[Python-ideas] Statements vs Expressions... why?

Cliff Wells cliff at develix.com
Fri Sep 12 16:41:20 CEST 2008

On Fri, 2008-09-12 at 02:40 -0400, Scott Dial wrote:
> Cliff Wells wrote:
> >> That in turn will force you to think about many of the details that
> >> you're currently brushing away as irrelevant -- and you'll find that
> >> they are actually highly relevant.
> > 
> > I'm not brushing them away as irrelevant, I'm setting them aside until
> > it's decided that it's even worth pursuing.  I don't know about you, but
> > I don't bother arguing with my wife about the color of a new cars until
> > we're certain we need to buy one. 
> I'm sorry, but the points people are bringing up are not bikeshedding.
> They are very real points that are more analogous to whether the car has
> wheels or flies on pixie dust.

Fair enough.  I simply think there's a larger philosophical issue: is
the potential for deeply nested code a greater concern than an
ever-expanding suite of special-case constructs?  That needs to be
agreed on before deciding on a specific way of addressing it.

Even if we agreed on the larger issue I've forwarded, what I'm
suggesting may not be the only way of addressing it.

>  I'm sorry, but you can't cast aside the
> subtleties of turning statements into expressions as bikeshedding
> arguments. Many of the people who gave you very genuine feedback pointed
> out particularly difficult to rectify problems (like how exactly do you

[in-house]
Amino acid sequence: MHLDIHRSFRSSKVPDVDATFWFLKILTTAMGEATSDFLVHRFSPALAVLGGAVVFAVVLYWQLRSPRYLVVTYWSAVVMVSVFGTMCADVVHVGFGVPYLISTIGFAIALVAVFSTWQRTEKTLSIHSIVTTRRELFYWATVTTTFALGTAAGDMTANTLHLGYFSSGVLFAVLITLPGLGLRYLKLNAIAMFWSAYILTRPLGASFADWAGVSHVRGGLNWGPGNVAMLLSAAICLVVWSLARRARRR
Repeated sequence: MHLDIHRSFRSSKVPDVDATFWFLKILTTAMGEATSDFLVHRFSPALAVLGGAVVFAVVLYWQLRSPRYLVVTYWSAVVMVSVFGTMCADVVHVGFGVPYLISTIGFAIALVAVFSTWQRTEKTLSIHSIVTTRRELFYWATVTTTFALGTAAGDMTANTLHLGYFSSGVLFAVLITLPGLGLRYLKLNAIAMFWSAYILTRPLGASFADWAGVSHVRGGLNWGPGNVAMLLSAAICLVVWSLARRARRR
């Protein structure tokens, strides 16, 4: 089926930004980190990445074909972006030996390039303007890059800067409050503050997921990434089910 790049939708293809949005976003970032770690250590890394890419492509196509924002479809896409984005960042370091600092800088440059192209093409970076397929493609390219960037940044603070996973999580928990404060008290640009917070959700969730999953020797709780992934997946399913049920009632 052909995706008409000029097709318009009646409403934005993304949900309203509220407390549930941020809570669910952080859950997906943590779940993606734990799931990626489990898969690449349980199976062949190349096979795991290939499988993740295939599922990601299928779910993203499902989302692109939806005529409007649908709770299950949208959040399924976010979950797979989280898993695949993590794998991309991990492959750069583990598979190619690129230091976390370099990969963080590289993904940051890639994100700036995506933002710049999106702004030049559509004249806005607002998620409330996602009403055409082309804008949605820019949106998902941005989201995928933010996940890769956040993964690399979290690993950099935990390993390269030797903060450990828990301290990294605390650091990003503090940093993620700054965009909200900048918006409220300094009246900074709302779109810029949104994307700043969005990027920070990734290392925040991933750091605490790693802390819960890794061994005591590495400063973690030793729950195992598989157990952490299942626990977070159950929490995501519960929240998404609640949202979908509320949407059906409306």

> notate a suite if you eliminate the required indent tokens?) 

To be clear, I don't suggest eliminating the required indentation for
multi-line blocks (although it seems you could intentionally dodge it
through judicious use of the ';' operator and parentheses, much like you
can with expressions and operators today).

> and your
> response to them is that they are missing the point.. You want to change
> the language, the syntax of that change is *exactly* the point.

Well, I'll take the blame for not spending more time separating out the
fact that I'm presenting both a problem and a potential solution which
has led to a conflation of the two to some degree.  I think the solution
I've presented helps demonstrate that there *is* a problem and so I find
it difficult to present the problem in the solution's absence.

As I mentioned in my first post, the current situation has arisen
because of a philosophy ("flat is better than nested").  This seems a
valid position, but I'm arguing that it has proven over time to have as
many pitfalls (in terms of complexity) as the problem it seeks to avoid.

Hopefully that makes it more clear why I'm trying to get people to see
(and hopefully agree) that there's a problem before bickering over the
details of its solution.


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